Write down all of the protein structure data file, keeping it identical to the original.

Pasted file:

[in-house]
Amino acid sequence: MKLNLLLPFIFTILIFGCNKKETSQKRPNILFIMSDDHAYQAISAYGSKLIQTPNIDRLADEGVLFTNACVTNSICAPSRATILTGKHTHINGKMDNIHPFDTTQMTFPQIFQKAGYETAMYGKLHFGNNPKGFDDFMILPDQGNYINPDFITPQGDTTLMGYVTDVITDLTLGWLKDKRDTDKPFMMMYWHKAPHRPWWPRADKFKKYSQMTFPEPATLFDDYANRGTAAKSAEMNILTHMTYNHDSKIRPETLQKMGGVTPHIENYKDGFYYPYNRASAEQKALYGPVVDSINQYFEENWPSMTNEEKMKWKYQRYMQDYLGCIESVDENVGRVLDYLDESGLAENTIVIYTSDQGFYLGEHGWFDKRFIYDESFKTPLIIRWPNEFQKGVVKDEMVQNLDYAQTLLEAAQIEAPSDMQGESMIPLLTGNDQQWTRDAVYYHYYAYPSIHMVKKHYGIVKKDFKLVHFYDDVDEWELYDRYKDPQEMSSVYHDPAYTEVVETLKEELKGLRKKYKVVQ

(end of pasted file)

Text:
[in-house]
Amino acid sequence: MKLNLLLPFIFTILIFGCNKKETSQKRPNILFIMSDDHAYQAISAYGSKLIQTPNIDRLADEGVLFTNACVTNSICAPSRATILTGKHTHINGKMDNIHPFDTTQMTFPQIFQKAGYETAMYGKLHFGNNPKGFDDFMILPDQGNYINPDFITPQGDTTLMGYVTDVITDLTLGWLKDKRDTDKPFMMMYWHKAPHRPWWPRADKFKKYSQMTFPEPATLFDDYANRGTAAKSAEMNILTHMTYNHDSKIRPETLQKMGGVTPHIENYKDGFYYPYNRASAEQKALYGPVVDSINQYFEENWPSMTNEEKMKWKYQRYMQDYLGCIESVDENVGRVLDYLDESGLAENTIVIYTSDQGFYLGEHGWFDKRFIYDESFKTPLIIRWPNEFQKGVVKDEMVQNLDYAQTLLEAAQIEAPSDMQGESMIPLLTGNDQQWTRDAVYYHYYAYPSIHMVKKHYGIVKKDFKLVHFYDDVDEWELYDRYKDPQEMSSVYHDPAYTEVVETLKEELKGLRKKYKVVQ